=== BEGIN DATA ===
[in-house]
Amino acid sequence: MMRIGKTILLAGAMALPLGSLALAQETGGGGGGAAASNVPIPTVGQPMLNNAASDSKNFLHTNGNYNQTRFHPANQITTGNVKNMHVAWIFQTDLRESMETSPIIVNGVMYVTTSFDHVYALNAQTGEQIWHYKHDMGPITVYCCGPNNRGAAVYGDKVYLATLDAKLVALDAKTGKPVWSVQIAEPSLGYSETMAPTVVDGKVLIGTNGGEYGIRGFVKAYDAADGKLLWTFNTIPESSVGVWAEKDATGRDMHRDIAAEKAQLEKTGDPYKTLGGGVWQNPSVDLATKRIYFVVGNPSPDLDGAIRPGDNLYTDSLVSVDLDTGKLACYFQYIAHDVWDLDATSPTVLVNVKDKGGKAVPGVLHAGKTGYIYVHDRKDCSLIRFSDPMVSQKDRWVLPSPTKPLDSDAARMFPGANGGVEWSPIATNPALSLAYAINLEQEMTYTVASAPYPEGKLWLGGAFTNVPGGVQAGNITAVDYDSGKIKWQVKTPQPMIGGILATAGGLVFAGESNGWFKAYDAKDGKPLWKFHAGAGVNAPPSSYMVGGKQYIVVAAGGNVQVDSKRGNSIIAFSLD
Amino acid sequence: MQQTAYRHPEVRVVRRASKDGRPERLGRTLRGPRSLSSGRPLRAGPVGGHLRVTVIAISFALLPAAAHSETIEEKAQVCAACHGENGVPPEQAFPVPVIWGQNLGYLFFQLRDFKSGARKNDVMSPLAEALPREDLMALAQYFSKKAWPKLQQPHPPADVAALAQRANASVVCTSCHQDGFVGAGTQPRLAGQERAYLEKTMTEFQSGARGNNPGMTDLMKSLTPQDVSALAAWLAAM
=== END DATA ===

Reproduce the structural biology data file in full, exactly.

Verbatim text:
[in-house]
Amino acid sequence: MMRIGKTILLAGAMALPLGSLALAQETGGGGGGAAASNVPIPTVGQPMLNNAASDSKNFLHTNGNYNQTRFHPANQITTGNVKNMHVAWIFQTDLRESMETSPIIVNGVMYVTTSFDHVYALNAQTGEQIWHYKHDMGPITVYCCGPNNRGAAVYGDKVYLATLDAKLVALDAKTGKPVWSVQIAEPSLGYSETMAPTVVDGKVLIGTNGGEYGIRGFVKAYDAADGKLLWTFNTIPESSVGVWAEKDATGRDMHRDIAAEKAQLEKTGDPYKTLGGGVWQNPSVDLATKRIYFVVGNPSPDLDGAIRPGDNLYTDSLVSVDLDTGKLACYFQYIAHDVWDLDATSPTVLVNVKDKGGKAVPGVLHAGKTGYIYVHDRKDCSLIRFSDPMVSQKDRWVLPSPTKPLDSDAARMFPGANGGVEWSPIATNPALSLAYAINLEQEMTYTVASAPYPEGKLWLGGAFTNVPGGVQAGNITAVDYDSGKIKWQVKTPQPMIGGILATAGGLVFAGESNGWFKAYDAKDGKPLWKFHAGAGVNAPPSSYMVGGKQYIVVAAGGNVQVDSKRGNSIIAFSLD
Amino acid sequence: MQQTAYRHPEVRVVRRASKDGRPERLGRTLRGPRSLSSGRPLRAGPVGGHLRVTVIAISFALLPAAAHSETIEEKAQVCAACHGENGVPPEQAFPVPVIWGQNLGYLFFQLRDFKSGARKNDVMSPLAEALPREDLMALAQYFSKKAWPKLQQPHPPADVAALAQRANASVVCTSCHQDGFVGAGTQPRLAGQERAYLEKTMTEFQSGARGNNPGMTDLMKSLTPQDVSALAAWLAAM